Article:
War stirs feelings on holiday stories

November 20, 2005|By PAUL MOORE

The Sun's recent coverage of Veterans Day events brought especially pointed responses from readers.

Many people reacted to the stories and photographs within the context of the continuing war in Iraq and the continuing questions about the Bush administration's justifications for invasion.

The Sun's coverage of an early Veterans Day event - the Nov. 5 commemoration aboard the oldest remaining Liberty ship, the SS John W. Brown - was praised by readers.

But on the actual day of memorial, Nov. 11, some were unhappy with The Sun's efforts.

"Those of us at the our VFW post are very upset that there's nothing in the newspaper today," said Joseph Bryzinski. "At a time when men and women are serving their country in Iraq, it is terrible that you have forgotten Veterans Day." (The Sun in fact published a front-page photo and caption about the rededication of War Memorial Plaza, which referred to an inside article on Veterans Day events.)

The Nov. 12 front page featured a striking lead photograph of an honor guard at the Maryland Vietnam Veterans Memorial in Baltimore and a lead news article, "Bush Hits Back at War Critics." Written by Sun reporter Julie Hirschfeld Davis, this story about the president's speech and the subsequent political reaction generated a number of responses.

"It's deplorable that the president is using Veterans Day in an attempt to deflect legitimate questions about whether he lied about intelligence so he could start the war in Iraq," said Pamela R. "I know it is a `news' story, but I wonder if The Sun gave it too much weight."

Reader Al Straub thought the article deserved its lead position but was troubled by this paragraph: "Bush used the address to give an unusually detailed explanation and justification of his policy for fighting terrorism, peppered with characteristically fiery flourishes designed to stoke the patriotism of a sympathetic audience."

"This seems to me to be the opinion of the reporter and not the facts," Straub said. "It makes the newspaper seem slanted."

Mr. Straub's concern is legitimate.

National editor Marcia Myers said: "In describing President Bush's speech, it is part of our job to provide context for readers as well as facts and reasonable interpretation. I believe Julie did a very good job of balancing those in the description of the event. The president clearly invoked patriotic themes when he spoke of the `defense of freedom' and the importance of a united nation, and it was fair to characterize them as such," Myers said.

On Sunday, Nov. 13, The Sun published a front-page centerpiece, "Iraq's impact on Maryland: Torn apart by war."

Reporter Greg Barrett's article, with photos by Christopher T. Assaf, described how four mothers of Maryland soldiers killed in Iraq were dealing with their grief. The package was timed for Veterans Day weekend, the one-year anniversary of these soldiers' deaths.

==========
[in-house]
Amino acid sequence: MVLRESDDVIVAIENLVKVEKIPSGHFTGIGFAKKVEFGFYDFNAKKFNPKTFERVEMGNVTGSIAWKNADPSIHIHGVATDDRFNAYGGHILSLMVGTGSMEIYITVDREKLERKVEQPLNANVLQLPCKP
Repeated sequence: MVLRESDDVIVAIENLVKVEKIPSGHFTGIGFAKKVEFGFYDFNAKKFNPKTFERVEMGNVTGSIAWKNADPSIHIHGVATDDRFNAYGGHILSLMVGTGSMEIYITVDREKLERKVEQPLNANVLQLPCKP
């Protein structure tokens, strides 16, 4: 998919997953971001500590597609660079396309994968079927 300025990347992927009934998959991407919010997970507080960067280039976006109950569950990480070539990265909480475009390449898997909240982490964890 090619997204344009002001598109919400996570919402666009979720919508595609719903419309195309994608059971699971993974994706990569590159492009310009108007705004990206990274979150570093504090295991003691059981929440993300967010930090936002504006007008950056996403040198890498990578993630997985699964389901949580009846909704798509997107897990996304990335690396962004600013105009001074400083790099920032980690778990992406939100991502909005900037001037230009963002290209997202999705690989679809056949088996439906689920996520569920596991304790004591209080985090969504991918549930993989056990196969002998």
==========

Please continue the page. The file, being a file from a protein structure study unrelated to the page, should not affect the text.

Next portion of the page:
Reader John Oliver said: "Thank you for your excellent article in today's Sun. As you related the stories of four mothers of slain soldiers, I am reminded that anyone connected with a war is wounded in some way, some more severely than others. The ways in which we grieve and express our pain will vary, but all ways need to be respected and understood as much as possible."

Tracy Miller, the mother of Nicholas Lee Ziolkowski, one of the soldiers killed, said: "I thought it was very good, as did the many people who have been phoning me ... As long as people are interested, it will keep Nick and his comrades alive - kind of."

Others, such as Mr. Straub, thought that the article was overplayed and that it represented an anti-war sentiment.

"I feel for all the families who have lost loved ones in Iraq, but many others have expressed a more positive attitude about the sacrifices they made," Straub said.

Reader Oscar M. Freeman questioned why the story did not include an African-American mother. "It comes across that only stories about white soldiers matter. The same situation is happening countless times for mothers of blacks and other people of color. They should have been represented."

The article was designed to examine the lives and perspectives of these mothers one year after their sons were killed; it just happened that three mothers were white and one was Asian.

"We certainly would have had a more diverse selection of soldiers and mothers if we hadn't been restricted to that Nov. 11-14 time period," said state editor Diane Fancher, who edited the story.

In my view, the one-year anniversary concept was reasonable. Mr. Freeman's objections are understandable if one does not take this time frame into account. Given the parameters of this article, and after reviewing The Sun's coverage of other families of soldiers killed in Iraq, I find no evidence that race has ever been a factor in the newpaper's reporting on this issue.

The Sun's Veterans Day coverage was supposed to report on how people celebrated all the soldiers who have survived and how people memorialized all the soldiers who did not.

I think it succeeded.

Paul Moore's column appears Sundays.

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